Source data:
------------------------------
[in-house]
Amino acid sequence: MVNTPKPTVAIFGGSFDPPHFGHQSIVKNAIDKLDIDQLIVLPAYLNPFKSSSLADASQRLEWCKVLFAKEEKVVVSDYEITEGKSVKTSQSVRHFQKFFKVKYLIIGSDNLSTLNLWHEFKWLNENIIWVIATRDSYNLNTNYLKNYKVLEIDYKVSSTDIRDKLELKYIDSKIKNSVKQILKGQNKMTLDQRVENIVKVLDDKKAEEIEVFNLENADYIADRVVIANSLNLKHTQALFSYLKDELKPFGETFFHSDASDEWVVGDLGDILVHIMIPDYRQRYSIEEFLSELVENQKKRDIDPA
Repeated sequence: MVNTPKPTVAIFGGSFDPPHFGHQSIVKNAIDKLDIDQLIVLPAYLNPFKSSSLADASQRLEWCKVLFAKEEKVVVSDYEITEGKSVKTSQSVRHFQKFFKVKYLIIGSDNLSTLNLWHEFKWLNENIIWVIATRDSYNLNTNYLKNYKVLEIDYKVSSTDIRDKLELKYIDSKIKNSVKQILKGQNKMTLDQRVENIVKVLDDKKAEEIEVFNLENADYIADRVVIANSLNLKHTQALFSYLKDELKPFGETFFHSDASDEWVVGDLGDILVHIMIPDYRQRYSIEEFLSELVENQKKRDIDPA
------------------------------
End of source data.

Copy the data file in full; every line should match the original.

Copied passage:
[in-house]
Amino acid sequence: MVNTPKPTVAIFGGSFDPPHFGHQSIVKNAIDKLDIDQLIVLPAYLNPFKSSSLADASQRLEWCKVLFAKEEKVVVSDYEITEGKSVKTSQSVRHFQKFFKVKYLIIGSDNLSTLNLWHEFKWLNENIIWVIATRDSYNLNTNYLKNYKVLEIDYKVSSTDIRDKLELKYIDSKIKNSVKQILKGQNKMTLDQRVENIVKVLDDKKAEEIEVFNLENADYIADRVVIANSLNLKHTQALFSYLKDELKPFGETFFHSDASDEWVVGDLGDILVHIMIPDYRQRYSIEEFLSELVENQKKRDIDPA
Repeated sequence: MVNTPKPTVAIFGGSFDPPHFGHQSIVKNAIDKLDIDQLIVLPAYLNPFKSSSLADASQRLEWCKVLFAKEEKVVVSDYEITEGKSVKTSQSVRHFQKFFKVKYLIIGSDNLSTLNLWHEFKWLNENIIWVIATRDSYNLNTNYLKNYKVLEIDYKVSSTDIRDKLELKYIDSKIKNSVKQILKGQNKMTLDQRVENIVKVLDDKKAEEIEVFNLENADYIADRVVIANSLNLKHTQALFSYLKDELKPFGETFFHSDASDEWVVGDLGDILVHIMIPDYRQRYSIEEFLSELVENQKKRDIDPA